The domestic liquor industry is making a strong case for its protection as the industry contributed Rs 1.25 lakh crore in taxes to the government while its own annual turnover is to the tune of Rs 2.5 lakh cr.
New Delhi: Ahead of US President Donald Trump’s visit to India next week, the Indian alcoholic beverage industry has urged the government not to reduce customs duty on wine and spirits. The US President has been pushing for reduction of customs duty on American liquor, particularly bourbon whiskey, and Indian liquor manufacturers fear that any tinkering with customs duty vis-a-vis US imports would have a domino effect as European Union would also push for slashing of customs duty.
“Ahead of Trump’s visit discussions on reducing customs duty have again resurfaced in the Commerce Ministry. If the government gives any concession on US wines and spirits, then it would open the floodgates as European Union would push for similar concessions which we cannot allow to happen. We have been writing to Commerce Minister Piyush Goyal again and again,” said Vinod Giri, Director General of Confederation of Indian Alcoholic Beverage Companies (CIABC).
In its recent letter to Goyal, the apex body of India’s alcoholic beverage industry has stated that “any immediate and large reduction in (basic customs) duty (BCD) will be highly detrimental to the domestic industry”. The letter says that “Foreign governments (are) seeking easy access to Indian markets (but) deny Indian companies the same in their countries through non-tariff barriers.”
According to Giri: “The Indian companies are not against reduction of BCD, but it should happen in a phased manner. BCD should be brought down from current level of 150 per cent to 75 per cent in next 10 years. But before that other countries, particularly the US and EU, should be persuaded to remove non-tariff barriers on Indian products. They should accept alcoholic products made in India as per the product description on the label. They should also not insist on any maturity period on liquor products made in India. All that we are seeking is a level playing field for the Indian alcoholic beverage industry.”
In its letter the CIABC has also urged that any negotiation on duties should proceed keeping in mind the interest of domestic industry. Basic Customs Duty should be reduced to a level which does not create great competitive disadvantage for Indian companies, it has said.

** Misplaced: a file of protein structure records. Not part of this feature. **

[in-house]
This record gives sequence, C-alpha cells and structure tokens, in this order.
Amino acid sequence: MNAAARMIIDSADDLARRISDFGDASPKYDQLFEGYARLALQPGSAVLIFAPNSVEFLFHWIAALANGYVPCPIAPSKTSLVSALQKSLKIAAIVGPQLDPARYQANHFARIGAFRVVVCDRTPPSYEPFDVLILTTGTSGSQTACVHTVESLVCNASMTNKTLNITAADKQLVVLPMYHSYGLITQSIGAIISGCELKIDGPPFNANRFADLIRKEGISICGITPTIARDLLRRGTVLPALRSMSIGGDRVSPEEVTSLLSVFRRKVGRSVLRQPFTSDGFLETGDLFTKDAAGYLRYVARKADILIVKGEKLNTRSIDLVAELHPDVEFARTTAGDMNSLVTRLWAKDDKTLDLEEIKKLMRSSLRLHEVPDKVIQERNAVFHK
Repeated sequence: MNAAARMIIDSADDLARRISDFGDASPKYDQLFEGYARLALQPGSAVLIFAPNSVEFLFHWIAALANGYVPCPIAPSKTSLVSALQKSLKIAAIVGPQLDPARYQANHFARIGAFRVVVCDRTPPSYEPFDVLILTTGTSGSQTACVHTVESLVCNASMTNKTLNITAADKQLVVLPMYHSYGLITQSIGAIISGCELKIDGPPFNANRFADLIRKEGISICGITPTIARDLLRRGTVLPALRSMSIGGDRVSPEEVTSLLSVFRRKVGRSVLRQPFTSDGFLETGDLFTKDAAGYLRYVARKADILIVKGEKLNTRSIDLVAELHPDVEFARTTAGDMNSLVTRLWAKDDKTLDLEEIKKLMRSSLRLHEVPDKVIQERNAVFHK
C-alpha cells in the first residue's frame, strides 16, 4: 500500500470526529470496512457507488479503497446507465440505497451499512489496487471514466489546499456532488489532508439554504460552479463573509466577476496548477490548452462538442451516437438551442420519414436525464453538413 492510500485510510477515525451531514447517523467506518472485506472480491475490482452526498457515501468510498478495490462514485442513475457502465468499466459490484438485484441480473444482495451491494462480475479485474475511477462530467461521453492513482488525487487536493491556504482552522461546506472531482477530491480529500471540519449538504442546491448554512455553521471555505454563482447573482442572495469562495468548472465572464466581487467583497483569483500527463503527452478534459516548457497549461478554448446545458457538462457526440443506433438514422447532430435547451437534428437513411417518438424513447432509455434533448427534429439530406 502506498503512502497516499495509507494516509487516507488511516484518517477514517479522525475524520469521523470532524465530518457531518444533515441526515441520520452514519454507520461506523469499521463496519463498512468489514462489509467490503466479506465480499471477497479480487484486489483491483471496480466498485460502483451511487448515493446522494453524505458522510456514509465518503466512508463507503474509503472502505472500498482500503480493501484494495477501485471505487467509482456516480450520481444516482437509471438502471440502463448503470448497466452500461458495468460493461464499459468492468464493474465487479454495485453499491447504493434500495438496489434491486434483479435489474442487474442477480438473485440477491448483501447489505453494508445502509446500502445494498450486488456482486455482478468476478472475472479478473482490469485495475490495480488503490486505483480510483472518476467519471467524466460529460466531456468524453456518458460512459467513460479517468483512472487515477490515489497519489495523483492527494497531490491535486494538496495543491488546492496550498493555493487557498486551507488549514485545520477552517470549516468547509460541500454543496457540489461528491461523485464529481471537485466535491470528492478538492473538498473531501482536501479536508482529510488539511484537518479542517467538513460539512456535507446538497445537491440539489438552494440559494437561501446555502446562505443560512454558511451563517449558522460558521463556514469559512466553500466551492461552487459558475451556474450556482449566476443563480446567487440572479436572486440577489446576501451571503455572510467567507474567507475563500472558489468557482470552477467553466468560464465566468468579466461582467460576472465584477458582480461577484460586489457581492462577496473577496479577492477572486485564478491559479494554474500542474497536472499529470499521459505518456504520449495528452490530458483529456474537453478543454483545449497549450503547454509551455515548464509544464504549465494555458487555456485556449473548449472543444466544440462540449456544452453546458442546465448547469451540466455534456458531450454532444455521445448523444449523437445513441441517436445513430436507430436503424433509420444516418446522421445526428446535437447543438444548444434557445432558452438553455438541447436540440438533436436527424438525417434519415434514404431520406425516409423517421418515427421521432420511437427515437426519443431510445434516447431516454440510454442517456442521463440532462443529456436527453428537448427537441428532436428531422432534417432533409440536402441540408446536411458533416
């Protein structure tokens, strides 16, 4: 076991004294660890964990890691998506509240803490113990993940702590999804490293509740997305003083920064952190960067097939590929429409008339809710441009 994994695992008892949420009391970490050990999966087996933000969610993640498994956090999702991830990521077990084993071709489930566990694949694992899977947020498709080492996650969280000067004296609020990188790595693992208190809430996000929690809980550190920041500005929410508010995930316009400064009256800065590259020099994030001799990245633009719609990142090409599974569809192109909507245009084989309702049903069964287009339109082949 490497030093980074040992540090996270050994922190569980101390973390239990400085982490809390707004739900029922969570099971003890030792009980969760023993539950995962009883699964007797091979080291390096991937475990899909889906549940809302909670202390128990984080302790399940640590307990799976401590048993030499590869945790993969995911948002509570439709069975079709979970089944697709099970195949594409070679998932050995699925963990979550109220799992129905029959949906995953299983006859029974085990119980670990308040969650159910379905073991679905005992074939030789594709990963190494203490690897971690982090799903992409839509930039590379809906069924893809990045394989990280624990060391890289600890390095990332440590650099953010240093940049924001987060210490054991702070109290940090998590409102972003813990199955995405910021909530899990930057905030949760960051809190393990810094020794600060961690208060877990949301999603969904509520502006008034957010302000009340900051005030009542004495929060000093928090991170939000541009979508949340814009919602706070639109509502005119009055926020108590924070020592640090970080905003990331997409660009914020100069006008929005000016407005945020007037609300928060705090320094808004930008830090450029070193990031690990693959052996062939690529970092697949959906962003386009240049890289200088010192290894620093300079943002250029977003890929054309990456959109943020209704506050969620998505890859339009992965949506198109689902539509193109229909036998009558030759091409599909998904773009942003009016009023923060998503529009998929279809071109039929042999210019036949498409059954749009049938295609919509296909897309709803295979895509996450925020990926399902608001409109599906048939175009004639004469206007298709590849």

Also, reduction should be done in phased manner to allow Indian companies time to prepare and build own competitiveness to offset regulatory disadvantages of manufacturing in India.
The association has suggested that to prevent dumping and protect mainstream Indian products against predatory pricing, products below a certain import price (Threshold Import Price) should be taxed at the threshold import price rate only irrespective of actual import price.
Giri also pointed out that the current balance of trade in alcohol is heavily skewed against India. “Indian exports of alcoholic beverages is around Rs 2,200 crore per annum while imports is Rs 5,400 crore. Exports to US is just Rs 50 crore while imports is Rs 1,900 crore, and in case of EU exports is Rs 160 crore and imports is Rs 1,850 crore. The trade is heavily balanced against India. Any more concessions will aggravate the imbalance beyond redemption,” he added.
The domestic liquor industry is making a strong case for its protection as the industry contributed Rs 1.25 lakh crore in taxes to the government while its own annual turnover is to the tune of Rs 2.5 lakh crore.
Many states depend on it with industry accounting for 20-40 per cent of their total tax revenues. As per industry estimates, the Indian liquor industry supports the livelihood of approximately 50 lakh farmers impacting 3.5 crore people in rural India besides employing, directly and indirectly, 20 lakh people.